Over the centuries, mankind has invented quite a few pins. They are all different and have a different purpose and history. To begin with, we'll talk about sewing pins that look like a needle with a ball or eyelet head. In the form in which they are familiar to us, they have been known since the 15th century. Nowadays, tailor's pins have not only a metal, but also a bright plastic ball. These pins are especially useful when sewing. There are also so-called "carnations" - pins for packing men's shirts. They look like ordinary ones, only shorter and their metal ball is very small. In the middle of the 18th century, the French made the first pins of the modern type. England did not lag behind, which by that time had become the main supplier of needles. In 1775, the Continental Congress of the North American Colonies announced the establishment of a prize, which would be awarded to anyone who could make the first 300 pins, equal in quality to those brought from England. But only in the 19th century, with the development of the fashion industry, the industry began to produce sewing pins, as they say, personally for tailors.
As for pins for "paper" purposes, the need for them became acute at the beginning of the Renaissance, when scientists and writers appeared, and they had a lot of papers that required temporary fastening (unlike traditional stitching - after all, there were no binders in those days ). The pins were made by stretching metal bars into a wire, which was then cut into pieces of the desired length. A metal head was attached to the resulting blanks. With the invention of a special drawing board, work went faster, and about 4 thousand pins were produced per hour. The work was stalled due to the fact that the packers did not keep up with the machine - they managed to pack only about one and a half thousand pieces per day. It was necessary to come up with something urgently. And they came up with it. The principle of division of labor. (Later this principle was used as the basis for the conveyor line). The eminent eighteenth-century economist, Adam Smith, once calculated that if not for this principle, only a few pins would be produced per day. This calculation of his entered later in textbooks on economics and some other disciplines.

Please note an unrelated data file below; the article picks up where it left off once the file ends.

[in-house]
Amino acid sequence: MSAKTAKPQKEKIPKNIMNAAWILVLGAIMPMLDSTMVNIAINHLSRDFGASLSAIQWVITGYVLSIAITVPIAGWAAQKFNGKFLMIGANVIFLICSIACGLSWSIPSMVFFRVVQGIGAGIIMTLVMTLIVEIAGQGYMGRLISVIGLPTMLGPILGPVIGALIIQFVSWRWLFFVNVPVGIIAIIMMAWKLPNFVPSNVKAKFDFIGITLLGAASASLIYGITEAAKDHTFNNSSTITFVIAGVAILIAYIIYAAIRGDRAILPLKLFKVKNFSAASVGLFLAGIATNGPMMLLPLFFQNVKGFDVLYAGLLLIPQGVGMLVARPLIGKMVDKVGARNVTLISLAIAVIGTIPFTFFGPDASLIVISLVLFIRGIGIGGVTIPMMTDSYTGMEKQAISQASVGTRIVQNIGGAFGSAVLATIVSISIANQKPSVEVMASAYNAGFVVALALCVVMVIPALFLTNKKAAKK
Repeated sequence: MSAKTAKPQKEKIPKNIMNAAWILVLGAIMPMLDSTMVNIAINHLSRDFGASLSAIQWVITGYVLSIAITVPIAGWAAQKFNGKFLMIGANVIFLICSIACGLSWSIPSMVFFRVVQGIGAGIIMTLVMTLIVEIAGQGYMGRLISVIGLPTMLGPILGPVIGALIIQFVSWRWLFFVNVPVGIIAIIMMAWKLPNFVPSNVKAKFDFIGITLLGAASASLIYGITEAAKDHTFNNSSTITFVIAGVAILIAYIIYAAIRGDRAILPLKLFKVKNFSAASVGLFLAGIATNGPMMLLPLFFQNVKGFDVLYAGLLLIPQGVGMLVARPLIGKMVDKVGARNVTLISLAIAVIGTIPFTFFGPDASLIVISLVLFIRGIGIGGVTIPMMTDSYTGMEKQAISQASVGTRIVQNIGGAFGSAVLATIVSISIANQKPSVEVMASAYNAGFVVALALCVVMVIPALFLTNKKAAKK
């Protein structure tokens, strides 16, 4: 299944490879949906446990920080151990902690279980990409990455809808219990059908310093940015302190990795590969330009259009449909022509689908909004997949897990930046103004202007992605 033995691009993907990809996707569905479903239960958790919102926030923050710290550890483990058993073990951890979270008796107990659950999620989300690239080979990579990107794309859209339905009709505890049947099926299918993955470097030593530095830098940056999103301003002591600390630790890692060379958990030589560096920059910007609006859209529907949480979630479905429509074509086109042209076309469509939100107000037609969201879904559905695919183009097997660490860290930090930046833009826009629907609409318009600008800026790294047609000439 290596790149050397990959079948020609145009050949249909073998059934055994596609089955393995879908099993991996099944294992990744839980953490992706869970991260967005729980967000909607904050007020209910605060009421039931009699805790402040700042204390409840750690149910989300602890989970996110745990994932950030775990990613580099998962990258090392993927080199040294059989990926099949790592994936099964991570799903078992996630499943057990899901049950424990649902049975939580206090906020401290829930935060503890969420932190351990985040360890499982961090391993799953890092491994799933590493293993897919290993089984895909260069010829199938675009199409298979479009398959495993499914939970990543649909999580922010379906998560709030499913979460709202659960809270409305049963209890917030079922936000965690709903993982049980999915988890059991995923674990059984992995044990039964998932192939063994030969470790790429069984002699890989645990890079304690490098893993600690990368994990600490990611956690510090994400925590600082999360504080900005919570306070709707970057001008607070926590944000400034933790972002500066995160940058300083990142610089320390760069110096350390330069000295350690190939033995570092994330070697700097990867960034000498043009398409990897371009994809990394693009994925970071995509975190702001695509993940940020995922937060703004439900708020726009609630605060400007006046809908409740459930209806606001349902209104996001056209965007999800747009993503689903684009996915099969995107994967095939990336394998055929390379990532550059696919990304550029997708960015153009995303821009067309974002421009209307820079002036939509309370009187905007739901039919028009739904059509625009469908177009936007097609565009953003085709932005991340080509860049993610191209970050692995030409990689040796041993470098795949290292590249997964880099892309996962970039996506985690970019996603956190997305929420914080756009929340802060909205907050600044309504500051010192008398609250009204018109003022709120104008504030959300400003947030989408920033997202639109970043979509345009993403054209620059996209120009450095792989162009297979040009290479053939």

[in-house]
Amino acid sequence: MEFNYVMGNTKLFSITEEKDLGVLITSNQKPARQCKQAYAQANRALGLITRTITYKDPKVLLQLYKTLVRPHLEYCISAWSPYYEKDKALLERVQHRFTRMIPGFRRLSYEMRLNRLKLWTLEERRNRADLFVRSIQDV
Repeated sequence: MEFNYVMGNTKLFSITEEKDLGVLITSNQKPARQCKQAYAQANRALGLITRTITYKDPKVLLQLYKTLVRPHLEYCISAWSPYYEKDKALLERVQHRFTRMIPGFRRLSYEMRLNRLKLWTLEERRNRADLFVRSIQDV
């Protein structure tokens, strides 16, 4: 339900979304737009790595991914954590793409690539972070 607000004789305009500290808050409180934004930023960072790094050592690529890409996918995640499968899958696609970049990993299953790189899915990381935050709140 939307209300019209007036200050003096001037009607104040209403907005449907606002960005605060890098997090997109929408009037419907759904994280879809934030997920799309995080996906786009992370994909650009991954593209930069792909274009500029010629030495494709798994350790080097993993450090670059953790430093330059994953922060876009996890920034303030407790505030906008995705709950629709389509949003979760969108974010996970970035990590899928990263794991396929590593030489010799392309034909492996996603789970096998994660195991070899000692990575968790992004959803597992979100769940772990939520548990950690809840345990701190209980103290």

Throughout history, only a few pin-making machines have been invented. The most successful was invented by the physicist John Ayreland Howe, namesake of Elias Howe, one of the founders of the sewing machine in America. This was not his first invention, before that he experimented in a completely different field - with rubber, but failed there. Hard work in an almshouse, where he made pins by hand, prompted him to invent the pin machine. The first car turned out badly (not very lucky, apparently, there was an inventor). But with the help of the second, 60 thousand pins were produced per day. Immediately it became necessary to invent a machine that would immediately pack pins (in those days they were pinned to cardboard sheets).
Interestingly, humanity has consistently lacked pins. Henry VIII even issued a decree prohibiting the sale of pins every day, for this special days were allocated. This did not improve the situation with the deficit, on the contrary - confusion, hustle and bustle, queues began; the decree had to be canceled after a while.